Beth Meadows

My day job

"beauty", "historic preservation", "knox heritage", "photos", "salvage", "school", "simple", "thankful"B1 Comment
Managing an architectural salvage program for a non-profit may seem like one of the coolest jobs around (It is. I boast.), but I must tell you, every job has its dismal moments. There is a point when monotony rears its ugly head for every career, and the day-to-day can become painstaking. (I hope art never gets that way.)

But then that job puts you in a situation that reminds you why you're doing what you're doing, and new life is breathed into your work.

This happened the other day. I received a call from a man who had some doors he wanted me to see. On Monday, I drove out to his address in South Knoxville.

{Sidenote: South Knoxville is a hidden gem. It's just really something else.}

I passed his house a couple of times before I realized it was his; each time I did, I thought to myself, "My, that house is precious." Lo and behold it was his.



I drove down the gravel driveway, noticing a beautiful black and white chicken sharing a drink with a cat out of a water bowl. I passed two Saabs in the driveway, and the man directed me to pull around the circle garden with a fountain in the middle of it.



Some people I meet through this job are crazy. Some repeat themselves over and over again and don't listen to a word I say. But then there are some I just know I'm going to like. I know it right off the bat.

The man led me to the barn, chock full of old chairs, furniture, wood, doors, etc. He showed me this beautiful mantel that he had stripped and is currently trying to sell on Craigslist.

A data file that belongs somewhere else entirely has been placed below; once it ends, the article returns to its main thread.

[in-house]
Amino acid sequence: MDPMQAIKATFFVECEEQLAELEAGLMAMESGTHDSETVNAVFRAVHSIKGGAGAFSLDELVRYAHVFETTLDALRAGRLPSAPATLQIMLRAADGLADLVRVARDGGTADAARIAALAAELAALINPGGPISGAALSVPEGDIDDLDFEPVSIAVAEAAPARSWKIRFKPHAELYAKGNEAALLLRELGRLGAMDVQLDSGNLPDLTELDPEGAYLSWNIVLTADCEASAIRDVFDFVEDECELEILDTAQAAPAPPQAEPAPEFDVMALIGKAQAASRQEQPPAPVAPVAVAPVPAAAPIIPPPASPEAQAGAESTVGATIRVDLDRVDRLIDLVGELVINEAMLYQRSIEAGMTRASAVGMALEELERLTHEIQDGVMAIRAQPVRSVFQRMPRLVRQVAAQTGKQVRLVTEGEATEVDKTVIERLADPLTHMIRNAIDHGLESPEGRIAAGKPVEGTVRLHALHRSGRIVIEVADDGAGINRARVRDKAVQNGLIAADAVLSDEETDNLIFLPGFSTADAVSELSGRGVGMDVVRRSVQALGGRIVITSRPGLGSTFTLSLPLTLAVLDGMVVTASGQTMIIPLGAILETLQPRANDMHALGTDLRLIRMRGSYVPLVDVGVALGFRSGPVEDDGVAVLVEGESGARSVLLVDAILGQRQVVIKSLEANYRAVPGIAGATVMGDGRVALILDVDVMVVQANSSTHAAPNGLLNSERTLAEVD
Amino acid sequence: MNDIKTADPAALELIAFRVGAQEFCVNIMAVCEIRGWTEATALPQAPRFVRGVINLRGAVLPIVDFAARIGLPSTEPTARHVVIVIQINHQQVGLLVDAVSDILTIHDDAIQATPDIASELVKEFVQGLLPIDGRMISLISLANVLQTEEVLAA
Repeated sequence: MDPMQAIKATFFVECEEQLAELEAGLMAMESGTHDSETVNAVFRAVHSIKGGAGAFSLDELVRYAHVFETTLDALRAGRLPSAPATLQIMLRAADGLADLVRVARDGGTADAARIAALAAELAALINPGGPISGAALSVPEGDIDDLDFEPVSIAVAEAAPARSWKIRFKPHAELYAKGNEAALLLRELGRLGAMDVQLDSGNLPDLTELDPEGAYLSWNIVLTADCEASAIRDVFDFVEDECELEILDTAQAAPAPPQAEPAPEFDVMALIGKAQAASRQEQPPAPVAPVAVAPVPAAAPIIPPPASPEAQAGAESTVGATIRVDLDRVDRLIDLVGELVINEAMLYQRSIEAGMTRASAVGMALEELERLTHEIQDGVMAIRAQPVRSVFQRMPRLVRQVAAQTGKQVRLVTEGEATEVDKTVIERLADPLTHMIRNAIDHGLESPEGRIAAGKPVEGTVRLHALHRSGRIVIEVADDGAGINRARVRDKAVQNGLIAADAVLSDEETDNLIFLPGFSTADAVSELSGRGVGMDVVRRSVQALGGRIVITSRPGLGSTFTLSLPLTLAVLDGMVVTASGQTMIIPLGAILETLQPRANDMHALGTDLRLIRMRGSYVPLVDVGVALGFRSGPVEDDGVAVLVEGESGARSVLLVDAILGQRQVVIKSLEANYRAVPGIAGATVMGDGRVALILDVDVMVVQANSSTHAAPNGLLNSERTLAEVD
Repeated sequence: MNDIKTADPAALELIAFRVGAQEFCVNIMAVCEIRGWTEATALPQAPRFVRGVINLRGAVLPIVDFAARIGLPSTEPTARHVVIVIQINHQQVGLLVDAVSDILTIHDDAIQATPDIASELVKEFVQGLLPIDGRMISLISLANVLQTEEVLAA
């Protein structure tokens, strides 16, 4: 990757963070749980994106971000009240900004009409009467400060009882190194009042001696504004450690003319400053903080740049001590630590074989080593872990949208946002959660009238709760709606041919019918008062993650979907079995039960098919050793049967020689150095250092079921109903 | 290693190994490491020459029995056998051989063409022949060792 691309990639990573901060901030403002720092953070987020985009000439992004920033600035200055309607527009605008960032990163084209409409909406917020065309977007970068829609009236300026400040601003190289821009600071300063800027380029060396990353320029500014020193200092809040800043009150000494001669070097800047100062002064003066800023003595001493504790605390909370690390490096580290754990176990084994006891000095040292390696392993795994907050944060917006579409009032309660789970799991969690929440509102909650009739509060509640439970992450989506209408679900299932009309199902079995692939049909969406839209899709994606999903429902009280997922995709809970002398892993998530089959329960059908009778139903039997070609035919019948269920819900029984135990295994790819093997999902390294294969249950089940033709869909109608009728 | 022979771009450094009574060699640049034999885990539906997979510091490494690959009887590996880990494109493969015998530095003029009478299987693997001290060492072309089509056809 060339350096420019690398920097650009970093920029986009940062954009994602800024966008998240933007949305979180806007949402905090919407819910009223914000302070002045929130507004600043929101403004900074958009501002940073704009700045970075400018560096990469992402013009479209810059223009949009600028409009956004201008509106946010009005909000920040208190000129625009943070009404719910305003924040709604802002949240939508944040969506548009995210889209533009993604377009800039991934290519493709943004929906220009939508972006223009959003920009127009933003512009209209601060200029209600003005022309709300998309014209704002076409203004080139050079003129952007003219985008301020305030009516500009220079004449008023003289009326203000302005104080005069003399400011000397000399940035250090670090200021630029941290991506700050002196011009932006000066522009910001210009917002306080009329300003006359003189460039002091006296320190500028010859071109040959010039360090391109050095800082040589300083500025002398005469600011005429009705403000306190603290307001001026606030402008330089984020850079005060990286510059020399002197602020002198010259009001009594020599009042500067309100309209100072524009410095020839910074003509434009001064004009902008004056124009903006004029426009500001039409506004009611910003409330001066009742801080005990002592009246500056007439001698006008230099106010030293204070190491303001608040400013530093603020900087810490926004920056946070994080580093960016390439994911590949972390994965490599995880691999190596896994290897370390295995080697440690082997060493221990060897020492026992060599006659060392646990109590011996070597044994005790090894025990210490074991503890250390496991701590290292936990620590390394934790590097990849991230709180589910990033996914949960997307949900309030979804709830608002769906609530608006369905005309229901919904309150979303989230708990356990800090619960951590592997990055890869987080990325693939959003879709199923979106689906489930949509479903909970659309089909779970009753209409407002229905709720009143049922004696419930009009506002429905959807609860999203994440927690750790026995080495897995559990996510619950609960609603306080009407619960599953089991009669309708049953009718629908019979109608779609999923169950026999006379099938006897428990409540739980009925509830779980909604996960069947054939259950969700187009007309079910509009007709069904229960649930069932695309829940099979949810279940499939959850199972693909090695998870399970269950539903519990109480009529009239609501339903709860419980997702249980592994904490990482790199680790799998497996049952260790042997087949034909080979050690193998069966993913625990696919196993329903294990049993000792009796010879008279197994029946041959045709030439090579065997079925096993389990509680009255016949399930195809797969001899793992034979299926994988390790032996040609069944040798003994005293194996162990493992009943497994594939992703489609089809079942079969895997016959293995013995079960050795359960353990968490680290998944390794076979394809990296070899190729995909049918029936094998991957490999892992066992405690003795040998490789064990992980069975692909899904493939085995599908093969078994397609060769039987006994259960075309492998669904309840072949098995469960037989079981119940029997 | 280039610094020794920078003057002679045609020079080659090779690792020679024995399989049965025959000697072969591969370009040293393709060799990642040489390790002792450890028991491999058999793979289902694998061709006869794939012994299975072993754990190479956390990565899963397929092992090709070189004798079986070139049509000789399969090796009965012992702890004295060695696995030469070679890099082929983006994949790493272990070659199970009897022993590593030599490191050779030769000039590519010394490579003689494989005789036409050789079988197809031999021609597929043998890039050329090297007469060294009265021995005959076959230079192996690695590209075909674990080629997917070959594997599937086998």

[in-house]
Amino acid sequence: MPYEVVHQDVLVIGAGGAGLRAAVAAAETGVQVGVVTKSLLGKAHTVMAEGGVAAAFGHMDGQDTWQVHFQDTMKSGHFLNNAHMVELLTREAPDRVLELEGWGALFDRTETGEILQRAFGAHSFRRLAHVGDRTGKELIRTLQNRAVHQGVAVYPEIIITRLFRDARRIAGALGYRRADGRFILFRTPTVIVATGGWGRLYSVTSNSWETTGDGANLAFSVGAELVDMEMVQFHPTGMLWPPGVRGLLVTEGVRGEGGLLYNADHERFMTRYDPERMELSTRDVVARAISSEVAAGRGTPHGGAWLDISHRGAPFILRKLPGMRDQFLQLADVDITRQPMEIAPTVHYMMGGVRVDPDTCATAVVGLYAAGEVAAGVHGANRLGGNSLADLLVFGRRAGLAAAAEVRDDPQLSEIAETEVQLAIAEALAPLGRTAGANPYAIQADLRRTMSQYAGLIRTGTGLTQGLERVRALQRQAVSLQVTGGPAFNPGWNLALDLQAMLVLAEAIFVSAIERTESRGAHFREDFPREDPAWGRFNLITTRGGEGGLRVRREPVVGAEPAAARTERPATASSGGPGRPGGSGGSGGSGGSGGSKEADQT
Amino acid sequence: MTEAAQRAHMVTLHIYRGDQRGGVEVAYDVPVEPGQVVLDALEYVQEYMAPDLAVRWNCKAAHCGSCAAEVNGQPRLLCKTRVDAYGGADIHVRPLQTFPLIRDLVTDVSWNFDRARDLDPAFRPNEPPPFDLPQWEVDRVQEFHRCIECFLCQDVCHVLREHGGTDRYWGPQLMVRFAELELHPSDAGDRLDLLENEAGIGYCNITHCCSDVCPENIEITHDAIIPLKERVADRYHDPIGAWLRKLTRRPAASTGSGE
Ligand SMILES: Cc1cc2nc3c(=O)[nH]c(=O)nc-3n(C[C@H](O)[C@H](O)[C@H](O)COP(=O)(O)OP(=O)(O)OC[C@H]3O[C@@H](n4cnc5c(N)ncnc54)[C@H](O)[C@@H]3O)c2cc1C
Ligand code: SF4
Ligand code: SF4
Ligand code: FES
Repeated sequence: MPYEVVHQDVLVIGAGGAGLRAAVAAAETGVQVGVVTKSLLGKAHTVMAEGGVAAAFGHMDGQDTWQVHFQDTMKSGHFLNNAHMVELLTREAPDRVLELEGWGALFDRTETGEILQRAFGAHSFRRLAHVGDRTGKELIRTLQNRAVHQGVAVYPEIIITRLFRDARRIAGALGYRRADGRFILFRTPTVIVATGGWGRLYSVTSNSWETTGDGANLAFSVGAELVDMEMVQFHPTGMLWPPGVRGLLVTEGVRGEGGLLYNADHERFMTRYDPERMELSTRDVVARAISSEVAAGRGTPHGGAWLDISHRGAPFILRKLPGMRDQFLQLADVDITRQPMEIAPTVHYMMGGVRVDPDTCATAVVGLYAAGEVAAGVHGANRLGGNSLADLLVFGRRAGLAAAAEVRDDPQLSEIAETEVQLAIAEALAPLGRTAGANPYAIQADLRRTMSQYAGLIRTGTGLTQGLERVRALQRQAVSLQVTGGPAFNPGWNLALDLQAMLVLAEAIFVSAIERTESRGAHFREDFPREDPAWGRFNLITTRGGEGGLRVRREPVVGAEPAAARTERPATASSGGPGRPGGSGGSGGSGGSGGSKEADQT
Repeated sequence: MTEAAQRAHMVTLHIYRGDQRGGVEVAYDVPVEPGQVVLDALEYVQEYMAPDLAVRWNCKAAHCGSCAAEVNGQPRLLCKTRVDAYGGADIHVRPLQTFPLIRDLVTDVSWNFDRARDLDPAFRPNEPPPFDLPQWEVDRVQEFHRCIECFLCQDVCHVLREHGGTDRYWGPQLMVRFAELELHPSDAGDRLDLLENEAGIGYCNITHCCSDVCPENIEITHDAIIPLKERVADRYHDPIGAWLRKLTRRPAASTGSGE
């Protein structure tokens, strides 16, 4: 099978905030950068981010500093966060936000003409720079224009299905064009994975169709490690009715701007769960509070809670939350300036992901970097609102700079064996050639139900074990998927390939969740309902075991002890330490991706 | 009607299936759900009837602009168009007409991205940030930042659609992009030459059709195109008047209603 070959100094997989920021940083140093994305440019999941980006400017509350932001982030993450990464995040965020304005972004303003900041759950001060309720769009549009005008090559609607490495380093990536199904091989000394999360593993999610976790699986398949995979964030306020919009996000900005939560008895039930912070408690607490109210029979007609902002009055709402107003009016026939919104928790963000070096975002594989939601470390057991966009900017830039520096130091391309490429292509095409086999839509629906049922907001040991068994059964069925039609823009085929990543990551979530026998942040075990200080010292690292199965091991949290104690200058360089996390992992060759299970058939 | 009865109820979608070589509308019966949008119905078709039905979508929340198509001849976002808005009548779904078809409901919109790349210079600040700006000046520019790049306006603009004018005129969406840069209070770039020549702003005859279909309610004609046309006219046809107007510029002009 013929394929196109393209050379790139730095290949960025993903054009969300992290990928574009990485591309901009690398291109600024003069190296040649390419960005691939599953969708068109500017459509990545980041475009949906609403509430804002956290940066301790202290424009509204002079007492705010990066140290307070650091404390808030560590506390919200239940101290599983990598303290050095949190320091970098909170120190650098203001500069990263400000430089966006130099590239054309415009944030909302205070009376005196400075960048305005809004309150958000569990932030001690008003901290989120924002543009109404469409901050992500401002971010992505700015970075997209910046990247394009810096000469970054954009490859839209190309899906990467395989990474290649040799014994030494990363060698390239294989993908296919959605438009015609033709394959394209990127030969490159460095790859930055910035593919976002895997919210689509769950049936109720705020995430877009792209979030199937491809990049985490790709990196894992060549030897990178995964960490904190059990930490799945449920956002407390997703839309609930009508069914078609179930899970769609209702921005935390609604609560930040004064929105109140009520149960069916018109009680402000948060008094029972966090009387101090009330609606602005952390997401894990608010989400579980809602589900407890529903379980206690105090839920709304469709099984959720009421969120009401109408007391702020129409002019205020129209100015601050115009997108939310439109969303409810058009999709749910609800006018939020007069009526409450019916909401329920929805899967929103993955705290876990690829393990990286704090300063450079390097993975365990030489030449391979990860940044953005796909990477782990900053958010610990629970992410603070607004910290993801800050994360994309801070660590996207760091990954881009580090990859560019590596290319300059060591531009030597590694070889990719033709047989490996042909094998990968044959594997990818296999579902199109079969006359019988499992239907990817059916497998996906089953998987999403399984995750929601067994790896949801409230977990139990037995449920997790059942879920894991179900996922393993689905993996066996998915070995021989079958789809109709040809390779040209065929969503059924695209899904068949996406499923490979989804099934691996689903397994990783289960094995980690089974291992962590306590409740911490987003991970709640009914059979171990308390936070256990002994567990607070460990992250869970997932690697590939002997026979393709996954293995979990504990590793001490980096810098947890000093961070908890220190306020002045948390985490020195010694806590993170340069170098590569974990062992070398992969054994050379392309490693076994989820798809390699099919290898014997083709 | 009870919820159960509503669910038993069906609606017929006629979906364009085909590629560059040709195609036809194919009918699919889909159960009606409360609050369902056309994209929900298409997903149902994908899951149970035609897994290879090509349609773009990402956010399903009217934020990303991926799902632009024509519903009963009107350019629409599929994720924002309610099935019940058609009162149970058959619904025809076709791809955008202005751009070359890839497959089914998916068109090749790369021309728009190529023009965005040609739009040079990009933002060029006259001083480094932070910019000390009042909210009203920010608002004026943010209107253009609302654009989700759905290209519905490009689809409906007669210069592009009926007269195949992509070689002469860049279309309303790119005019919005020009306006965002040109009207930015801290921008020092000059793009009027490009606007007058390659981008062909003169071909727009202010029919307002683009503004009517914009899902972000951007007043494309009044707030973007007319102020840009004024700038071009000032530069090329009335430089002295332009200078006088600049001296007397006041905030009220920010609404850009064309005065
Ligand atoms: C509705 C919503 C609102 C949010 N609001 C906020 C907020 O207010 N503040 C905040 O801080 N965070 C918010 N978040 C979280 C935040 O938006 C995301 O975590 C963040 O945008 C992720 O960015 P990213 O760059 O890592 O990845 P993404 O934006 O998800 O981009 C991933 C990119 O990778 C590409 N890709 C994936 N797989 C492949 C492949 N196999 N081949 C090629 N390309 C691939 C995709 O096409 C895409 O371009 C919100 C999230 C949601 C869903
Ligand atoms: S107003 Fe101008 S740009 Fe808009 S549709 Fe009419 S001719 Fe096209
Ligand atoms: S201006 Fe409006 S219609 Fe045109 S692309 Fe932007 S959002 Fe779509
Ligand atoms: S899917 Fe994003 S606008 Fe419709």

Right past his barn were all the doors. "I pulled them out for you so that you could see them." Perfect.



His wife, came out soon after. As they pointed out everything, they discussed where they got each item and wondered out loud if they thought they should hang on to anything in case they wanted to use it some day.



Their home was her grandmother's, and they are renovating it.

"Want to come inside and see if there's anything you want in there?" the woman said.

"We don't have anything in there to give her!" the man said.

"Ok, I'll show you around anyway," she said.

"I'd like that," I complied.



Forty-five minutes later, after receiving the tour of all three floors of the house and and also her gardens, it was time for me to head on.



"Come back anytime," she said.

"Don't say that unless you mean it," I replied.

Sadly, I'll most likely never go back over there.



On these errands, people tell me to come back all of the time. Do they really mean it? I suppose I'll know when my hair is long and grey and I have chickens and gardens, and a beautiful old house, and a barn full of antiques.